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Lake sediment

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Urban Water Quality Monitoring in Johnson County Kansas

Johnson County, a suburban part of the Kansas City metropolitan area, is one of the most populated counties in Kansas with 544,000 people in 2010, a 21 percent increase in population since 2000, according to the U.S. Census Bureau. Located in northeastern Kansas, about one-half of the county is urban. Urban, industrial, and agricultural land uses affect the quality of streams and lakes in the...
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Urban Water Quality Monitoring in Johnson County Kansas

Johnson County, a suburban part of the Kansas City metropolitan area, is one of the most populated counties in Kansas with 544,000 people in 2010, a 21 percent increase in population since 2000, according to the U.S. Census Bureau. Located in northeastern Kansas, about one-half of the county is urban. Urban, industrial, and agricultural land uses affect the quality of streams and lakes in the...
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Sediment Monitoring in the Neosho and Cottonwood River Basins

The USGS Kansas Water Science Center, in cooperation with the Kansas Water Office, maintains a sediment monitoring network on the Neosho and Cottonwood Rivers both up- and downstream from John Redmond Reservoir. The purpose of this network is to assess the sediment loads and trapping efficiency of John Redmond Reservoir, and provide data to state agencies to determine the effect of streambank...
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Sediment Monitoring in the Neosho and Cottonwood River Basins

The USGS Kansas Water Science Center, in cooperation with the Kansas Water Office, maintains a sediment monitoring network on the Neosho and Cottonwood Rivers both up- and downstream from John Redmond Reservoir. The purpose of this network is to assess the sediment loads and trapping efficiency of John Redmond Reservoir, and provide data to state agencies to determine the effect of streambank...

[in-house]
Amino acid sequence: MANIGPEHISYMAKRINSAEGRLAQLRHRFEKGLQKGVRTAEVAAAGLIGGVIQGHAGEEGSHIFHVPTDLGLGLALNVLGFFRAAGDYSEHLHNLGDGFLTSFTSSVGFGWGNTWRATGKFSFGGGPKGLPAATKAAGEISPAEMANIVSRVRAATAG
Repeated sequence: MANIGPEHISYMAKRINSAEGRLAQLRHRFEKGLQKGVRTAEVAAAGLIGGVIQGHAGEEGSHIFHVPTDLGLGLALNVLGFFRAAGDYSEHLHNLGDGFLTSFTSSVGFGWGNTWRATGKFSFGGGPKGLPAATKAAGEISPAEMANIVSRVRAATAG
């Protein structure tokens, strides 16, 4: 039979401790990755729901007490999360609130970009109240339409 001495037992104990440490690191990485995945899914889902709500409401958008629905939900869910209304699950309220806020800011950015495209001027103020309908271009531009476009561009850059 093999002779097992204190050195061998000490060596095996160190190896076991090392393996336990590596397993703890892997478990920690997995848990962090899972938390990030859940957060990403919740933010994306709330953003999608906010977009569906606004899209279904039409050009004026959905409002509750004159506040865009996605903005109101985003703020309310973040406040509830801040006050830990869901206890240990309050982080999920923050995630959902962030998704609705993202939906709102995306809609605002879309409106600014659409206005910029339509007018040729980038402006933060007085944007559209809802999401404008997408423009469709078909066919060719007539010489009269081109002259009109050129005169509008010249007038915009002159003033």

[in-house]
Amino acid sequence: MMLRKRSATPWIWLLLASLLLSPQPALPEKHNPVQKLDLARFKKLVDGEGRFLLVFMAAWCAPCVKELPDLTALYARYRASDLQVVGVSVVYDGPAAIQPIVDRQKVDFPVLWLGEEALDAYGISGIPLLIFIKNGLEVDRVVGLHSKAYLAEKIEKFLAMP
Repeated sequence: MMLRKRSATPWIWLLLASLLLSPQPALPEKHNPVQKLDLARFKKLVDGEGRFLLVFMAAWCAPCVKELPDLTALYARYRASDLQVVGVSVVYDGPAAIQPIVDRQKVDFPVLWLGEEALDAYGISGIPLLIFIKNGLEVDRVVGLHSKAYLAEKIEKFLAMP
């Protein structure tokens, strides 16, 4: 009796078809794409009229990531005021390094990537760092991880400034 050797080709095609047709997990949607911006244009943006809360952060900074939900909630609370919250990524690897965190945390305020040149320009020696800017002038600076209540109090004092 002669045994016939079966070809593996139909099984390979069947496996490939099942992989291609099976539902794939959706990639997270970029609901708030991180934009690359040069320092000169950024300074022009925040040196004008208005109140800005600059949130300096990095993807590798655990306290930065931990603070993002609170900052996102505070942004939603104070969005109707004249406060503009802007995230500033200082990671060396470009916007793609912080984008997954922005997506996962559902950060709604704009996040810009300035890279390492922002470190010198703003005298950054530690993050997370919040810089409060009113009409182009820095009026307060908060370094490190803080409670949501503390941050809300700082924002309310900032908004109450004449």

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Sediment Science in Kansas

In Kansas and nationally, sediment is a concern for both physical and chemical reasons. Physically, problems caused by excessive sediment may include degraded water quality, degraded aquatic habitat, increased water-treatment costs, decreased channel capacity, clogged water intakes, and loss of water-storage capacity in reservoirs. Chemically, sediment serves as a carrier for various contaminants...
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Sediment Science in Kansas

In Kansas and nationally, sediment is a concern for both physical and chemical reasons. Physically, problems caused by excessive sediment may include degraded water quality, degraded aquatic habitat, increased water-treatment costs, decreased channel capacity, clogged water intakes, and loss of water-storage capacity in reservoirs. Chemically, sediment serves as a carrier for various contaminants...
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Reservoir Sediment Studies in Kansas

An understanding of the quantity and quality of sediment deposited in a reservoir is necessary for effective reservoir and basin management. Sedimentation affects the useful life of a reservoir for such important purposes as flood control, water supply, and recreation. Sediment quality is an important environmental concern because sediment may act as a sink for various water-quality constituents...
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Reservoir Sediment Studies in Kansas

An understanding of the quantity and quality of sediment deposited in a reservoir is necessary for effective reservoir and basin management. Sedimentation affects the useful life of a reservoir for such important purposes as flood control, water supply, and recreation. Sediment quality is an important environmental concern because sediment may act as a sink for various water-quality constituents...
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Mill Creek Sediment

The U.S. Geological Survey, in cooperation with the Johnson County Stormwater Management Program has studied sediment transport in Johnson County streams and lakes to better understand how changes from agricultural to urban land use alter sediment in streams and lakes, characterize how these uses may affect lake storage and biological integrity of streams, and evaluate the effectiveness of...
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Mill Creek Sediment

The U.S. Geological Survey, in cooperation with the Johnson County Stormwater Management Program has studied sediment transport in Johnson County streams and lakes to better understand how changes from agricultural to urban land use alter sediment in streams and lakes, characterize how these uses may affect lake storage and biological integrity of streams, and evaluate the effectiveness of...
Learn More